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The Convergence of the Twain

             "The Convergence of the Twain" by Thomas Hardy is a poem about the disaster that occurred aboard the luxury passenger liner Titanic. The Titanic set sail for it's maiden voyage on April 12,1912. This beautiful ship was made of the strongest iron available to man during this time. The Titanic was believed to be the ship that even God could not sink. However, on April 14 tragedy stuck when the liner struck an iceberg causing the boat to sink rapidly. This tragedy resulted in the loss of two-thirds of the boats passengers totaling over one thousand innocent victims to die. Hardy believed that it was the vengeful God that caused the collision between the Titanic and the iceberg to punish human vanity. .
             Most poets keep their poems in chronological order to maintain suspense throughout the poem. However, after reading this poem I noticed that there was a disruption in the order of events. I later found out that Hardy intentionally did this because he felt as though the Titanic was so well known that there was not any reason to keep the readers in suspense of what impending doom awaited the Titanic. .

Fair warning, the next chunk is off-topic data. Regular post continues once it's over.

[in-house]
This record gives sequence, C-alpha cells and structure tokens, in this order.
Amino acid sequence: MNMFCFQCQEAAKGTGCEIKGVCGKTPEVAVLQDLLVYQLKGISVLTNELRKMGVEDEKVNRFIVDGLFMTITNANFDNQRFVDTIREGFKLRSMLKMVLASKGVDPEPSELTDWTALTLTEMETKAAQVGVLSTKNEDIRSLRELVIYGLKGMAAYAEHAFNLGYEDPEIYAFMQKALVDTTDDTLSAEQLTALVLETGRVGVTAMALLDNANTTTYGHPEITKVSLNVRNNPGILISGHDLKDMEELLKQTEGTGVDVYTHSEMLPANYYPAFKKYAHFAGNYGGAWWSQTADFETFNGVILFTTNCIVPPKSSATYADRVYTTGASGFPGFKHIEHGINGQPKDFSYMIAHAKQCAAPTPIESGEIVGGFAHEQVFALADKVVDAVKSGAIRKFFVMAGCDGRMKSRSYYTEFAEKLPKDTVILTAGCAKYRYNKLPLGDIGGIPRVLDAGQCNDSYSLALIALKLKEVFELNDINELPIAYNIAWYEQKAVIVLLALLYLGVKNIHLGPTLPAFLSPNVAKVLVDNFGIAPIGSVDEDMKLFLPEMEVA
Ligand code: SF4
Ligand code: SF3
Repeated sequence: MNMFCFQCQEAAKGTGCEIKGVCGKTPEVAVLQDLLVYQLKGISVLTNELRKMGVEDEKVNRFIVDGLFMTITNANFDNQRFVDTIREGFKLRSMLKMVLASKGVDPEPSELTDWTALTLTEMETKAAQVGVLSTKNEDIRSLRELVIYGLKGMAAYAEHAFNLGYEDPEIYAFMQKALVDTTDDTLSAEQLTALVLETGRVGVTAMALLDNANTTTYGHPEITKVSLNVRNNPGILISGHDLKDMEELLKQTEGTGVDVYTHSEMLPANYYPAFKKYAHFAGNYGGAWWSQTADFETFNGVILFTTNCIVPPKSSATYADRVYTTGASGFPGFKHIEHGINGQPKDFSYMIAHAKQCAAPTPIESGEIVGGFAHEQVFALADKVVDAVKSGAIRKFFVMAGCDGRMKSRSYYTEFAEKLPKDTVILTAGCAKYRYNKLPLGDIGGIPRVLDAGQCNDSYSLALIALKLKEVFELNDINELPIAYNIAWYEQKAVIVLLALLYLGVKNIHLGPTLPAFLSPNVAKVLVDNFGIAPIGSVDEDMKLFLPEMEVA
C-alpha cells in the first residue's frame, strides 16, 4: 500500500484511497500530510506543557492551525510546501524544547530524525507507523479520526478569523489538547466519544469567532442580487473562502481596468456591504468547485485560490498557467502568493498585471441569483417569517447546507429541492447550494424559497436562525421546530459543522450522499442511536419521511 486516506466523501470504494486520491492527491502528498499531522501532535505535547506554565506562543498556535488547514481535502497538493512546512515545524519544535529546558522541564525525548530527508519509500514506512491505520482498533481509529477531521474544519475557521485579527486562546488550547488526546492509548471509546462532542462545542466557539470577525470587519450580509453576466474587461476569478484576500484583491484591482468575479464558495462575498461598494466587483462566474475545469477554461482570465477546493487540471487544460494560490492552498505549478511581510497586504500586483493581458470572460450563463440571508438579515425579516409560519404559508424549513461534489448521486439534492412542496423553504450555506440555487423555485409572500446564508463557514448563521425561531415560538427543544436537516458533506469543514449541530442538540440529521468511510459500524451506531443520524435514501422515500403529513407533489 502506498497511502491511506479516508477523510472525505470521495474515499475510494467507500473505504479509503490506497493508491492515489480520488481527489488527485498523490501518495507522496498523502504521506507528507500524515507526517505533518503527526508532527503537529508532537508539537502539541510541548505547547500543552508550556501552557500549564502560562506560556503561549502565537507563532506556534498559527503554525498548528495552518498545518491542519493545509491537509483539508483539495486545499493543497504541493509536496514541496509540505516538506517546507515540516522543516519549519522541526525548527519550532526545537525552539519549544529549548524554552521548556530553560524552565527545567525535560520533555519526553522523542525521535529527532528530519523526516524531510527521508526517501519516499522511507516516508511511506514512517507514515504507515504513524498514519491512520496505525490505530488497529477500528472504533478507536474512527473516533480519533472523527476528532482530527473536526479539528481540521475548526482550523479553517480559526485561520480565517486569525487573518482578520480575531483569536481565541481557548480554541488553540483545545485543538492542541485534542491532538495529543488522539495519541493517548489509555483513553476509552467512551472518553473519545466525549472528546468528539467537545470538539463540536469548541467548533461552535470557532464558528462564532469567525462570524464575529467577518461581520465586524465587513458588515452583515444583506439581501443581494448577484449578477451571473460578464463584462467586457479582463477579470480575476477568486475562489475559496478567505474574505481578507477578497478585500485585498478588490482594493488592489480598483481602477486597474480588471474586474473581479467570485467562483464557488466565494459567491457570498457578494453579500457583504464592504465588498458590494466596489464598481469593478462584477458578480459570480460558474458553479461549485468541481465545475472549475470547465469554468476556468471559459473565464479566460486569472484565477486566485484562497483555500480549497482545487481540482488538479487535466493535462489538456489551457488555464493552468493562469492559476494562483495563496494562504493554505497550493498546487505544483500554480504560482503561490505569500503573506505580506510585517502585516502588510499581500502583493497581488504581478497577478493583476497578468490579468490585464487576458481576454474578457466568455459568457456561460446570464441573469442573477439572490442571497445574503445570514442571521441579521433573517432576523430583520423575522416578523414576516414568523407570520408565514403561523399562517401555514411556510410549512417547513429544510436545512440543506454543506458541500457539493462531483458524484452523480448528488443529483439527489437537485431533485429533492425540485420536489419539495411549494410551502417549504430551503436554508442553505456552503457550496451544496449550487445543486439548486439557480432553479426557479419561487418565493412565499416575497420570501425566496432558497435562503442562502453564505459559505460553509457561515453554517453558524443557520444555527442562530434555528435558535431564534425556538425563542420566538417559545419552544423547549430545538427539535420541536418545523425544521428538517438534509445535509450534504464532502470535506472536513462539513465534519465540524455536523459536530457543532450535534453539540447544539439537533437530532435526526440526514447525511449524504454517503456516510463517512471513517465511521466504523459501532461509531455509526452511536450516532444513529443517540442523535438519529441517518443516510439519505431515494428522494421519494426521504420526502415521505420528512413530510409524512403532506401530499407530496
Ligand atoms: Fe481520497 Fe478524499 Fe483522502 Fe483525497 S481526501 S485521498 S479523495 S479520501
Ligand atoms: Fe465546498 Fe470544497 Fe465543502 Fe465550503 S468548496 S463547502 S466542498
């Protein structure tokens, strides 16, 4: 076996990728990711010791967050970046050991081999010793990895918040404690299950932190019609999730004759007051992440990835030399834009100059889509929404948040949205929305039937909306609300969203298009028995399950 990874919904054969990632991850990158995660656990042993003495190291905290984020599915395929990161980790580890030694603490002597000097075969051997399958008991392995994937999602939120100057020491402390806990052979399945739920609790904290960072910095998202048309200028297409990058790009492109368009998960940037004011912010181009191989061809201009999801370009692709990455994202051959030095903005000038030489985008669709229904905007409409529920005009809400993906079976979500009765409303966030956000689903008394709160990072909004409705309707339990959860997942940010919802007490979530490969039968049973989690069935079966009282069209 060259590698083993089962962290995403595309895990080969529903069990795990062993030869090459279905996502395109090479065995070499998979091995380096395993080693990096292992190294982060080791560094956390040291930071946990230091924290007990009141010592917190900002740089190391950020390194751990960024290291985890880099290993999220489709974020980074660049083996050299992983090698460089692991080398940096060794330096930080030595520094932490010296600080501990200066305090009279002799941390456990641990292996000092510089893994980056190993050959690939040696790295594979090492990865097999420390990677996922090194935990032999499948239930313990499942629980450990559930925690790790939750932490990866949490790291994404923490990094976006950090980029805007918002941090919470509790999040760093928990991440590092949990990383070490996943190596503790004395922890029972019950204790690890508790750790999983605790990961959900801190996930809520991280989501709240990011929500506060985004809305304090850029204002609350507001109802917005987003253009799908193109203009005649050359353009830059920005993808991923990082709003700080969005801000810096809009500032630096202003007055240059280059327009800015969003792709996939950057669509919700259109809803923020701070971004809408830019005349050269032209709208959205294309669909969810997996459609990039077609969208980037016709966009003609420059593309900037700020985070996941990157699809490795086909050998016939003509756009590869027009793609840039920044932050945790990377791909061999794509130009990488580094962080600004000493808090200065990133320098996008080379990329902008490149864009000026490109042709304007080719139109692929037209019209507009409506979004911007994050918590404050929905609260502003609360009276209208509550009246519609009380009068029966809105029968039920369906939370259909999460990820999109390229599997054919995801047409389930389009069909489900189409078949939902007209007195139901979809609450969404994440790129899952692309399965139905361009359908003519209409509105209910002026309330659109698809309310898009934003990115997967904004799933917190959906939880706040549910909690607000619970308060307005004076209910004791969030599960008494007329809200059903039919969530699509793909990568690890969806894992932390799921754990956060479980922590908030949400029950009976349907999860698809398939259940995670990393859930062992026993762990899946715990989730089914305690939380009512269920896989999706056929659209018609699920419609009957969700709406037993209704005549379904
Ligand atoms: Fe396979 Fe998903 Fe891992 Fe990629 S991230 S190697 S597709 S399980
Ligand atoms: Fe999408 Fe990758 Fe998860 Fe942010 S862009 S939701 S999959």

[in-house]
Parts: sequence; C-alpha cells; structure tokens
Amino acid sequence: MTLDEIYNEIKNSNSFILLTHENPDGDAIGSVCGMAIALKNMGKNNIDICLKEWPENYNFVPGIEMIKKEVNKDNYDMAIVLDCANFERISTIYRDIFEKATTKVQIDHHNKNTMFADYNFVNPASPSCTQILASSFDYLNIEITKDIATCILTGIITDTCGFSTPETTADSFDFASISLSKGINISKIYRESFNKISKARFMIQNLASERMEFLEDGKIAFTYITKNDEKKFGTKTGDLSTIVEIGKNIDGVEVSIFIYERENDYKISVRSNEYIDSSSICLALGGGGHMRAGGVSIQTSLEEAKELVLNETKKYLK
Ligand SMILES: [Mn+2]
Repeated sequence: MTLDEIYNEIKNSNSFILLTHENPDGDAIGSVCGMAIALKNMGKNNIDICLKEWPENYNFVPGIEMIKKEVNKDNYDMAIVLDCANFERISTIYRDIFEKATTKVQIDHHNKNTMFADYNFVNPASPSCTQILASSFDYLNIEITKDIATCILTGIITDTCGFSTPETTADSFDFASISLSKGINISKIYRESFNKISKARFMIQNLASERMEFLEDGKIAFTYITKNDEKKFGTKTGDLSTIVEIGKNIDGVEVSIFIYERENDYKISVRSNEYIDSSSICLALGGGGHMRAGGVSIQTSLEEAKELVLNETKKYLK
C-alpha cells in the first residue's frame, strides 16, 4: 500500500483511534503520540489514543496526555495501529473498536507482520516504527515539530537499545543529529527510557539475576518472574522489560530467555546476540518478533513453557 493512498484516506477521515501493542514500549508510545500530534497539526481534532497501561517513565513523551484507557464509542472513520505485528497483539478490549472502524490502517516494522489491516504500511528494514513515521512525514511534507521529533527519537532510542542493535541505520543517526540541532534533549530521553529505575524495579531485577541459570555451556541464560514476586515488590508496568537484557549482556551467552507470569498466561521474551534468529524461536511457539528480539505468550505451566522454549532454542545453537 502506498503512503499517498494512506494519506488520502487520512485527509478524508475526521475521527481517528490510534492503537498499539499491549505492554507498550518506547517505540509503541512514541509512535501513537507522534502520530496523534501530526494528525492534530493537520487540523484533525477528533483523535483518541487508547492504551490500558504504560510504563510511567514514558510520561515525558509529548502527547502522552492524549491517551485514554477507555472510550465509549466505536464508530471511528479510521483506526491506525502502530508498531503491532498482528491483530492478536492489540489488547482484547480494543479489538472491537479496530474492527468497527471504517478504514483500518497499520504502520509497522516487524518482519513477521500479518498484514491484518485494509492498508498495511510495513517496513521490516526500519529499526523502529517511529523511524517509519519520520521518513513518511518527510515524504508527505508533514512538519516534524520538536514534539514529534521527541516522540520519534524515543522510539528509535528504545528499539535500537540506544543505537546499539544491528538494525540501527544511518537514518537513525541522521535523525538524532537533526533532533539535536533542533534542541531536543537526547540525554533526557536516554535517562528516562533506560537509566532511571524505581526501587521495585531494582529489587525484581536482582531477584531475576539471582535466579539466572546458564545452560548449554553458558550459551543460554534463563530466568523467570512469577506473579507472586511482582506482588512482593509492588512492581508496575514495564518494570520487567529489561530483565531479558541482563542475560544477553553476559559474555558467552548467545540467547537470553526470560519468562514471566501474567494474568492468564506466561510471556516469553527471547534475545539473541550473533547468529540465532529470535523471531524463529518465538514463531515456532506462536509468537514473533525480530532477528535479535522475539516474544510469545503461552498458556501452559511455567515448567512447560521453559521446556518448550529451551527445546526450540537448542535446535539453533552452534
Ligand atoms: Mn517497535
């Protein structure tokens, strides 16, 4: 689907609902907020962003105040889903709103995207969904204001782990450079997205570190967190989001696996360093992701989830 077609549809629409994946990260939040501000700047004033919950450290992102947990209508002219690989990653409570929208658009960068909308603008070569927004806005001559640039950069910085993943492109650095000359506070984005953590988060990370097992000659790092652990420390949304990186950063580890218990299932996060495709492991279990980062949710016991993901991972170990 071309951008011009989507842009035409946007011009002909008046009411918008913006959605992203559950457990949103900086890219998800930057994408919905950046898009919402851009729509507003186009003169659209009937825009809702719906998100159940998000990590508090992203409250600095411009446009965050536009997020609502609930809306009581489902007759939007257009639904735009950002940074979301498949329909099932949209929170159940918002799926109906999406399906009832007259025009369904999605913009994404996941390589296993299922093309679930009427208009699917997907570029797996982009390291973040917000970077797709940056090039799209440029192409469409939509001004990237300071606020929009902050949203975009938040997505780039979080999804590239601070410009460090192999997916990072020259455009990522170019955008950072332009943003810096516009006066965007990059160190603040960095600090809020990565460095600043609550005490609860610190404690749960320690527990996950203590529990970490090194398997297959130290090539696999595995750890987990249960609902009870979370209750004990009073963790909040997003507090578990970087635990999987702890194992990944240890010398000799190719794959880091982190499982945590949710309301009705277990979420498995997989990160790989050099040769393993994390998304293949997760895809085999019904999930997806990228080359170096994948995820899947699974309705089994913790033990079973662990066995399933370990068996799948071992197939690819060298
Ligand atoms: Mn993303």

Hardy starts the poem with his description of the Titanic at the present time: "grotesque, slimed, dumb, indifferent". Then he proceeds to the "fashioning" of the famous ship and continues to that famous April evening where the "consummation" of the two "titanic" masses occurred--the grand ship made from human hands and the silent iceberg made by the "Immanent Will", who Hardy believes is God. . In the first part of his poem the rhythm is very alluring. Hardy seems to capture the solitude of the sea that he is describing with his steady, gentle sway of words, a "rhythmic tidal lyre". While reading this poem, the words seem to move persistently slowly up and down like the tide:.
             In a solitude of the sea .
             Deep from human vanity, .
             And the Pride of life that planned her, stilly couches she.

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